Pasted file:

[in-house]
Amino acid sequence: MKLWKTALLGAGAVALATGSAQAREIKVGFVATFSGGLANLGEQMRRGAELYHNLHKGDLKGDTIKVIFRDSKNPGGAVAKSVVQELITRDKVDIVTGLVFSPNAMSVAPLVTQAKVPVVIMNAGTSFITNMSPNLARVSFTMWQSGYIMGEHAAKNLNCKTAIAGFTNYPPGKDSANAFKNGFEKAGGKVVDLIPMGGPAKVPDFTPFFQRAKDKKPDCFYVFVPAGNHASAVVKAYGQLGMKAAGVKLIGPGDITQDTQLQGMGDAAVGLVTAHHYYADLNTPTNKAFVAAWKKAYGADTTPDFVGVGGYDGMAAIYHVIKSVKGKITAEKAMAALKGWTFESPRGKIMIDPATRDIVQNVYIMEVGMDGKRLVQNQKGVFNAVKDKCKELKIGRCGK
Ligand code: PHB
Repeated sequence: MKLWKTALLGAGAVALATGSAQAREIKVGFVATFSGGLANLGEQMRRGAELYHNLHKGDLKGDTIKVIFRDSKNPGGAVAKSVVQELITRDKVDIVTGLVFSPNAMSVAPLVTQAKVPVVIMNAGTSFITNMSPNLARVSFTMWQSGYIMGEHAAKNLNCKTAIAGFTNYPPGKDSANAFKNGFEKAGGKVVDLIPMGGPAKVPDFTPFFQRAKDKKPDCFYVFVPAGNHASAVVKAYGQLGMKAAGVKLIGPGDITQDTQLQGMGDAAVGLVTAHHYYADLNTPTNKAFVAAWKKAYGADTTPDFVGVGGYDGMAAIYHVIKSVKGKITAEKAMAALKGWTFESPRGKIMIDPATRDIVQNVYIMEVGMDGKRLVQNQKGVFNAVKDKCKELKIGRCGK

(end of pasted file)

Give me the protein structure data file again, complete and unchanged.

[in-house]
Amino acid sequence: MKLWKTALLGAGAVALATGSAQAREIKVGFVATFSGGLANLGEQMRRGAELYHNLHKGDLKGDTIKVIFRDSKNPGGAVAKSVVQELITRDKVDIVTGLVFSPNAMSVAPLVTQAKVPVVIMNAGTSFITNMSPNLARVSFTMWQSGYIMGEHAAKNLNCKTAIAGFTNYPPGKDSANAFKNGFEKAGGKVVDLIPMGGPAKVPDFTPFFQRAKDKKPDCFYVFVPAGNHASAVVKAYGQLGMKAAGVKLIGPGDITQDTQLQGMGDAAVGLVTAHHYYADLNTPTNKAFVAAWKKAYGADTTPDFVGVGGYDGMAAIYHVIKSVKGKITAEKAMAALKGWTFESPRGKIMIDPATRDIVQNVYIMEVGMDGKRLVQNQKGVFNAVKDKCKELKIGRCGK
Ligand code: PHB
Repeated sequence: MKLWKTALLGAGAVALATGSAQAREIKVGFVATFSGGLANLGEQMRRGAELYHNLHKGDLKGDTIKVIFRDSKNPGGAVAKSVVQELITRDKVDIVTGLVFSPNAMSVAPLVTQAKVPVVIMNAGTSFITNMSPNLARVSFTMWQSGYIMGEHAAKNLNCKTAIAGFTNYPPGKDSANAFKNGFEKAGGKVVDLIPMGGPAKVPDFTPFFQRAKDKKPDCFYVFVPAGNHASAVVKAYGQLGMKAAGVKLIGPGDITQDTQLQGMGDAAVGLVTAHHYYADLNTPTNKAFVAAWKKAYGADTTPDFVGVGGYDGMAAIYHVIKSVKGKITAEKAMAALKGWTFESPRGKIMIDPATRDIVQNVYIMEVGMDGKRLVQNQKGVFNAVKDKCKELKIGRCGK